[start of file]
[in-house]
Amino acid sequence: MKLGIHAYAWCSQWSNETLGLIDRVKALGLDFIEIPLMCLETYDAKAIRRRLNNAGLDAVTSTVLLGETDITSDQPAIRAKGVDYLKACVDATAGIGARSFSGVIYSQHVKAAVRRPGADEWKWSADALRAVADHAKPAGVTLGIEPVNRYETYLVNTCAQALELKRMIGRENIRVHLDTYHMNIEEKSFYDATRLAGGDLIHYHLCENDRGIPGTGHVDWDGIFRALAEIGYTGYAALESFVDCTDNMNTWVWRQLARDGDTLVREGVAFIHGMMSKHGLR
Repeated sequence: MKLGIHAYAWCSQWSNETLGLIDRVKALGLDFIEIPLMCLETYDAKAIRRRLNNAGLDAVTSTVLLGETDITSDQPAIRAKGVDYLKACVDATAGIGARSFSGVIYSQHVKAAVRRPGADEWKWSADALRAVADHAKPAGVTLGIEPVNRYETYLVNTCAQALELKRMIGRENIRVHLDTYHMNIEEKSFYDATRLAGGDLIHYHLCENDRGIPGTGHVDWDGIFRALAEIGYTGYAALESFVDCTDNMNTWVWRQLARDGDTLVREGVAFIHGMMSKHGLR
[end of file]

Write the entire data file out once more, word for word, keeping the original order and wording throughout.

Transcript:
[in-house]
Amino acid sequence: MKLGIHAYAWCSQWSNETLGLIDRVKALGLDFIEIPLMCLETYDAKAIRRRLNNAGLDAVTSTVLLGETDITSDQPAIRAKGVDYLKACVDATAGIGARSFSGVIYSQHVKAAVRRPGADEWKWSADALRAVADHAKPAGVTLGIEPVNRYETYLVNTCAQALELKRMIGRENIRVHLDTYHMNIEEKSFYDATRLAGGDLIHYHLCENDRGIPGTGHVDWDGIFRALAEIGYTGYAALESFVDCTDNMNTWVWRQLARDGDTLVREGVAFIHGMMSKHGLR
Repeated sequence: MKLGIHAYAWCSQWSNETLGLIDRVKALGLDFIEIPLMCLETYDAKAIRRRLNNAGLDAVTSTVLLGETDITSDQPAIRAKGVDYLKACVDATAGIGARSFSGVIYSQHVKAAVRRPGADEWKWSADALRAVADHAKPAGVTLGIEPVNRYETYLVNTCAQALELKRMIGRENIRVHLDTYHMNIEEKSFYDATRLAGGDLIHYHLCENDRGIPGTGHVDWDGIFRALAEIGYTGYAALESFVDCTDNMNTWVWRQLARDGDTLVREGVAFIHGMMSKHGLR